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Justice Department Moves To Block 2 Big Health Insurance Mergers

The Department of Justice is suing Anthem to block a proposed deal to buy rival Cigna and to block another proposed health insurance merger between Aetna and Humana.
Michael Conroy
The Department of Justice is suing Anthem to block a proposed deal to buy rival Cigna and to block another proposed health insurance merger between Aetna and Humana.

The Justice Department is suing to block two proposed mergers between major health insurance companies, saying the deals violate antitrust laws and would lead to higher health care costs for Americans.

U.S. Attorney General Loretta Lynch explained the decision at a press conference:

"If allowed to proceed, these mergers would fundamentally reshape the health insurance industry. They would leave much of the multitrillion-dollar health insurance industry in the hands of three mammoth insurance companies, drastically constricting competition in a number of key markets that tens of millions of Americans rely on to receive health care.

"Among other consequences, the number of health insurance options available to nationwide employers would shrink from four to three. Two of the largest and fastest-growing providers of Medicare Advantage plans, which millions of seniors rely on for crucial medical coverage, would combine into just one. And competition would be substantially reduced for hundreds of thousands of families and individuals who buy insurance on the public exchanges established under the Affordable Care Act."

The lawsuits filed Thursday morning challenged a $37 billion merger between Humana and Aetna, which the Justice Department alleges "would lead to higher health-insurance prices, reduced benefits, less innovation, and worse service for over a million Americans," and a $54 billion acquisition of Cigna by Anthem, which the court filing states would be the largest merger in the history of the health insurance industry.

The two suits both list eight states and the District of Columbia as co-plaintiffs in the antitrust action. Those states are Delaware, Florida, Georgia, Illinois, Iowa, Ohio, Pennsylvania and Virginia in the Aetna-Humana suit, and California, Colorado, Connecticut, Georgia, Iowa, Maine, Maryland and New Hampshire in the Anthem-Cigna suit.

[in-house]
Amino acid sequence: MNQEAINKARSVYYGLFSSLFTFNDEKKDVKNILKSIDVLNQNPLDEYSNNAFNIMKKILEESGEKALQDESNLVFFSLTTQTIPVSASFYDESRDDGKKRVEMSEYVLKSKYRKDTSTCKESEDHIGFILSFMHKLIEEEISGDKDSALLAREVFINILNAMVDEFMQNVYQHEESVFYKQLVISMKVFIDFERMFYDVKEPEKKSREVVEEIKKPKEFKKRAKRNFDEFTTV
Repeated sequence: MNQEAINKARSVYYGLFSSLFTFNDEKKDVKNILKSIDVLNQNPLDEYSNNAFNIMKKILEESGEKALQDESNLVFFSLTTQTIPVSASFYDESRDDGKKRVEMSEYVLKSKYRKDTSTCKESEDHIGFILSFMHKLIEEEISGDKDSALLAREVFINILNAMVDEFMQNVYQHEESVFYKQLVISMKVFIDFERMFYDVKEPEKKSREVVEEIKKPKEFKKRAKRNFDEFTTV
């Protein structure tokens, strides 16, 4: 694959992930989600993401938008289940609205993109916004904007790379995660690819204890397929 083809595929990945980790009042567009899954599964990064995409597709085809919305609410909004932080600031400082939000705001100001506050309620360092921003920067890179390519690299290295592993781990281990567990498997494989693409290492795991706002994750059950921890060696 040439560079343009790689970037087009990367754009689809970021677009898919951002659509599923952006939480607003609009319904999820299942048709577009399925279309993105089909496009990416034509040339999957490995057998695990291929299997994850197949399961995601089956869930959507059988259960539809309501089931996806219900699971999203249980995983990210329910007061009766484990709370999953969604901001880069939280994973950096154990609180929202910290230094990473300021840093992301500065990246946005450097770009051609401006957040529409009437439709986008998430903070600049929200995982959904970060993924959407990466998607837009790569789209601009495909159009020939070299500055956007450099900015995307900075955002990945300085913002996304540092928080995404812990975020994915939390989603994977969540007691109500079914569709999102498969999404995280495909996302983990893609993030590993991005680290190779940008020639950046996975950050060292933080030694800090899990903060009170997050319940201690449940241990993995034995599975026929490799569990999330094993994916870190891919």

The planned merger between Aetna and Humana was announced a year ago, and the companies were quick to react after news of the Justice Department suit. In a joint statement, Aetna and Humana said the companies intend to "vigorously defend the companies' pending merger in response to a U.S. Department of Justice lawsuit seeking to block the transaction. A combined company is in the best interest of consumers, particularly seniors seeking affordable, high-quality Medicare Advantage plans."

A statement by Cigna indicated the company had not yet decided how to proceed in light of the lawsuit:

"Given the nature of the concerns raised by the DOJ and the overall status of the regulatory process, which under the terms of the merger agreement was led by Anthem, Cigna is currently evaluating its options consistent with its obligations under the agreement."

The proposed Anthem-Cigna deal was also announced last summer. Both mergers being challenged are part of a wave of consolidation sweeping the health care industry, as NPR's Scott Hensley reported last year.

He wrote:

"One reason these health insurers are seeking to get bigger is that the hospitals and doctor groups across the negotiating table have also gotten bigger.

"There were 95 hospital mergers and acquisitions in 2014, according to management consulting firm Kaufman Hall. That's pretty much been the pace for the past few years. Deals that create larger health systems give the providers of health care more leverage in negotiating rates with private insurers."

If the health insurers decide to fight the lawsuits, Bloomberg reports that it would likely take months to resolve.

Copyright 2021 NPR. To see more, visit https://www.npr.org.

Rebecca Hersher (she/her) is a reporter on NPR's Science Desk, where she reports on outbreaks, natural disasters, and environmental and health research. Since coming to NPR in 2011, she has covered the Ebola outbreak in West Africa, embedded with the Afghan army after the American combat mission ended, and reported on floods and hurricanes in the U.S. She's also reported on research about puppies. Before her work on the Science Desk, she was a producer for NPR's Weekend All Things Considered in Los Angeles.